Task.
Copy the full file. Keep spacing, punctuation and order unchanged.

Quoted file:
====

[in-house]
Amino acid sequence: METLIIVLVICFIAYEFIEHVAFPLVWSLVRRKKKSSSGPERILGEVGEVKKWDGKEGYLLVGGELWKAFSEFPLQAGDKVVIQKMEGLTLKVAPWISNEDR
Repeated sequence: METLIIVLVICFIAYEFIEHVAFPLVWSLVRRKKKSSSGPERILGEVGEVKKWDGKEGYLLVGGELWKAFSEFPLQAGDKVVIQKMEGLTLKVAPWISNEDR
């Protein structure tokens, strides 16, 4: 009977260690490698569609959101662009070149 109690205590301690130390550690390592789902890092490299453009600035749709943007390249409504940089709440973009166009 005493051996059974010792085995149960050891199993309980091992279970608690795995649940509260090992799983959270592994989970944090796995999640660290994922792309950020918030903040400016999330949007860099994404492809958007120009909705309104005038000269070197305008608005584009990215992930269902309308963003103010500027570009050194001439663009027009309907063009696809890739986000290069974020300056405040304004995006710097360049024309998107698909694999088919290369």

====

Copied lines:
[in-house]
Amino acid sequence: METLIIVLVICFIAYEFIEHVAFPLVWSLVRRKKKSSSGPERILGEVGEVKKWDGKEGYLLVGGELWKAFSEFPLQAGDKVVIQKMEGLTLKVAPWISNEDR
Repeated sequence: METLIIVLVICFIAYEFIEHVAFPLVWSLVRRKKKSSSGPERILGEVGEVKKWDGKEGYLLVGGELWKAFSEFPLQAGDKVVIQKMEGLTLKVAPWISNEDR
């Protein structure tokens, strides 16, 4: 009977260690490698569609959101662009070149 109690205590301690130390550690390592789902890092490299453009600035749709943007390249409504940089709440973009166009 005493051996059974010792085995149960050891199993309980091992279970608690795995649940509260090992799983959270592994989970944090796995999640660290994922792309950020918030903040400016999330949007860099994404492809958007120009909705309104005038000269070197305008608005584009990215992930269902309308963003103010500027570009050194001439663009027009309907063009696809890739986000290069974020300056405040304004995006710097360049024309998107698909694999088919290369």